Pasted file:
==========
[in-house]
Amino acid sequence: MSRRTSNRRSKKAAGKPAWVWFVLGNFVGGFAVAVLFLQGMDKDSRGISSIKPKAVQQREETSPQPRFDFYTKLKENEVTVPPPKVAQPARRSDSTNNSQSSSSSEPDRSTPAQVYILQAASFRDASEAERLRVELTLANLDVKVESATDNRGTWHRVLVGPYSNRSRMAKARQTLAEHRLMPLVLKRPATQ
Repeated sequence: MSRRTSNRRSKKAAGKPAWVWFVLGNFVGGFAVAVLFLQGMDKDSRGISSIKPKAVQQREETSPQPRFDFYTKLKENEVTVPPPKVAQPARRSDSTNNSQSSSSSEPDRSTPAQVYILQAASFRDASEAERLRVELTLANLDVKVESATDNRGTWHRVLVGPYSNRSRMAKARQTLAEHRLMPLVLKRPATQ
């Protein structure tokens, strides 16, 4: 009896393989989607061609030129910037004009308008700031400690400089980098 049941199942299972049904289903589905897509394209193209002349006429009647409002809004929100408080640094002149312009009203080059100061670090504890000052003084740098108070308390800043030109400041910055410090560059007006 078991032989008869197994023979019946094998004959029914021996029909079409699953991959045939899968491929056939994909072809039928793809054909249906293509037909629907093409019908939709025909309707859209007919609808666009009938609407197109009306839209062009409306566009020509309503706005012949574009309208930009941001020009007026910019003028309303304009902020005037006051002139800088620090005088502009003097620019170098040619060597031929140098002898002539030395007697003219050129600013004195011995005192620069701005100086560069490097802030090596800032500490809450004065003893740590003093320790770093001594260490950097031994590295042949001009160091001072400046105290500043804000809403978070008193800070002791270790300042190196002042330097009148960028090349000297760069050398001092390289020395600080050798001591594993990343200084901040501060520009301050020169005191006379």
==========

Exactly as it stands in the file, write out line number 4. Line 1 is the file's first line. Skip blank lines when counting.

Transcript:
């Protein structure tokens, strides 16, 4: 009896393989989607061609030129910037004009308008700031400690400089980098 049941199942299972049904289903589905897509394209193209002349006429009647409002809004929100408080640094002149312009009203080059100061670090504890000052003084740098108070308390800043030109400041910055410090560059007006 078991032989008869197994023979019946094998004959029914021996029909079409699953991959045939899968491929056939994909072809039928793809054909249906293509037909629907093409019908939709025909309707859209007919609808666009009938609407197109009306839209062009409306566009020509309503706005012949574009309208930009941001020009007026910019003028309303304009902020005037006051002139800088620090005088502009003097620019170098040619060597031929140098002898002539030395007697003219050129600013004195011995005192620069701005100086560069490097802030090596800032500490809450004065003893740590003093320790770093001594260490950097031994590295042949001009160091001072400046105290500043804000809403978070008193800070002791270790300042190196002042330097009148960028090349000297760069050398001092390289020395600080050798001591594993990343200084901040501060520009301050020169005191006379």